In front of El Morjen shopping mall in the Marrakesh city centre, dozens of volunteers from local organisations have gathered to receive donations for people affected by the earthquake that shook Morocco on Friday.
Lorries queued in front of the shopping centre as volunteers loaded them up with food, bedding, clothes and toys.
Abdelkarim Alrazi, of civil society organisation the National Foundation of Education, Culture and Coexistence, said they had shipped more than 5 tonnes of donations with the help of 60 volunteers.
“We are divided into two groups: one collects donations here [in Marrakesh] and the second deals with the transfer of these donations to the affected villages,” Mr Alrazi said.
After visiting the affected areas, Mr Alrazi said that the priority was to provide shelter to help people exposed to elements in the Atlas Mountains, where the quake struck. The temperatures there range from scorching heat in the day to unbearable cold at night.
However, there is a lack of co-ordination in carrying out these initiatives, he said. Authorities help to deliver the donations to affected villages, where roads remain blocked following rock slides. But not all victims benefit equally.
“I wish there was more co-ordination between organisations to make sure that there’s a balance in distributing the aid,” Mr Alrazi told The National.
“Some villages receive a lot while others receive nothing.”
Achref Akrach, 19, is a member of local NGO Draw a Smile made up mostly of young students.
He and his friends are loading their fifth batch of aid for people in Al Haouz district, which was hit hardest by the 6.8-magnitude quake.
“We already sent four donation trucks to Amizmiz, Chichaoua and Ouerguen; today we will be sending a fifth one to another town,” Mr Achref told The National as he took a break from loading a lorry headed to Chichaoua, 71 kilometres away from Marrakesh.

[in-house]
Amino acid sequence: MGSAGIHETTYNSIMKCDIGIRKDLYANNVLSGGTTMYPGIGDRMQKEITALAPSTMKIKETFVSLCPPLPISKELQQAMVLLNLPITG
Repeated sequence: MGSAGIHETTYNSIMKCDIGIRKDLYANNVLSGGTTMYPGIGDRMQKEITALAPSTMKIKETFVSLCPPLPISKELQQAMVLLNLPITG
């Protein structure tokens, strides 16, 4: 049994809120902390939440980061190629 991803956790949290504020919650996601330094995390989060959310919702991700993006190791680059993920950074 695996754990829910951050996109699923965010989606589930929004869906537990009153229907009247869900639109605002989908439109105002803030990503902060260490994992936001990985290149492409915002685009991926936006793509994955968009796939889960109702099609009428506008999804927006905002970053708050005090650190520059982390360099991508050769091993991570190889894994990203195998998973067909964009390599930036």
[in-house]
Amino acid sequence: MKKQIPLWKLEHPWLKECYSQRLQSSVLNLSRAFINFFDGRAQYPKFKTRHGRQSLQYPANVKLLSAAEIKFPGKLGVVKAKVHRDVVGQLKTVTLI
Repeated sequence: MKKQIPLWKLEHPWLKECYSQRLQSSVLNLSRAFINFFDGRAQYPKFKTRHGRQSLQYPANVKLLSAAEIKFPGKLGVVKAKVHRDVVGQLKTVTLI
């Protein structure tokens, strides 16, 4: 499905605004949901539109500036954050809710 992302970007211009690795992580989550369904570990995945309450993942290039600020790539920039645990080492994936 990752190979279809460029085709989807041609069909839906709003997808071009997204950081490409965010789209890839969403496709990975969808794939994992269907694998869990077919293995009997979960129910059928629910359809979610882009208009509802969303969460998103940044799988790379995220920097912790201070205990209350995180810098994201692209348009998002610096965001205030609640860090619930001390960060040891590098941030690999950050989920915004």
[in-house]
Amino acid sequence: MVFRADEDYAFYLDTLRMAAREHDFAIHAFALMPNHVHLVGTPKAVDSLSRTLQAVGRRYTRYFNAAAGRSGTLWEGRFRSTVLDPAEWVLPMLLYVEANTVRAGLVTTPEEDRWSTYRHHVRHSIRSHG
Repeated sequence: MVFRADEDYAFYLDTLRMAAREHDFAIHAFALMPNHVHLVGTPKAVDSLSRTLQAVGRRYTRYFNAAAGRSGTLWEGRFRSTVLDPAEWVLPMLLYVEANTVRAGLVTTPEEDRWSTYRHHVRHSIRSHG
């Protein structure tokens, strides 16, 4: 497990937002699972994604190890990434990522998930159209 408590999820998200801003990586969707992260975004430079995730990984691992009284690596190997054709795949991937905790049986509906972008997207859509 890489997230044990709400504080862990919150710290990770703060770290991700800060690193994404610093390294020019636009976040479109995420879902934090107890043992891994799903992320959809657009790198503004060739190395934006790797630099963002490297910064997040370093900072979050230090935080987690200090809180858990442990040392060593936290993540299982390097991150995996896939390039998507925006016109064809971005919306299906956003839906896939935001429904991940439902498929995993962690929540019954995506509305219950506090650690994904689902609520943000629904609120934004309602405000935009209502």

“Food is fortunately available thanks to God, but people now still need more tents, clothes and covering to protect them from the cold,” he said.
“Those people need us, we cannot fail them. I spent one night in the cold on the day of the quake so I cannot imagine what they are feeling after several days with nothing,” he said.
Helping hands from afar
Not all the volunteers are from Marrakesh. Kaouther said she came with a group of friends from France as soon as they heard of the destruction the earthquake had caused.
She did not think twice when she saw the images of the terrible loss people had suffered.
“The Moroccan people need us during this time … This is the fourth truck that we managed to fill up and is on its way to Chichaoua,” she said.
The volunteer effort is not limited to Moroccans: Kaouther’s friend Farid is a French Algerian who came with her with the same goal.
“As a Muslim and a citizen, it is an obligation to come here and help,” Farid told The National.
“We are only a group of friends who chose to do this … We mobilised through social media and launched a call for people to help.”
He said they were making sure that the aid being sent was what was really needed.
“We have the contact of some people who are from those villages and who know best what are the needs there. They are the ones we listen to and we collect donations based on what they say.”
More help needed
At Errazi Hospital in Marrakesh, where some of the survivors are still fighting for their lives, an air of desperation and fear lingers.
Sihem, 41, came from Casablanca to offer her help, but instead of focusing on the remote villages where most donations are headed, she decided to come to this hospital.
“I was going to the mountains but my sister, who lives here, said I should come help people at the hospital who are getting less help,” she told The National after distributing food and water to the families of patients.
“Some people are still wearing the same clothes they wore when their houses collapsed on their heads – they need help,” she said.
At the nearby Marrakesh Blood Donation Centre, dozens of people waited under a massive tent for their turn to donate blood.
“This is the first time in my life I've come and donated,” Zahia, 65, told The National as she rested after making her donation.
Marwen, an 18-year-old blood donor, said: “We need to stick together; people lost their families and we need to do everything in our power to get over this.”
The Mohammed VI University Hospital and its annexe of Errazi are regional medical centres that already received a large number of patients before the earthquake. Now they are under increasing strain.
Morocco has accepted limited foreign aid and focused more on domestic campaigns run by the government and individuals as well as local NGO initiatives.
However, the biggest challenge is getting the aid to victims who can only be reached by helicopter or with the help of pack animals such as donkeys.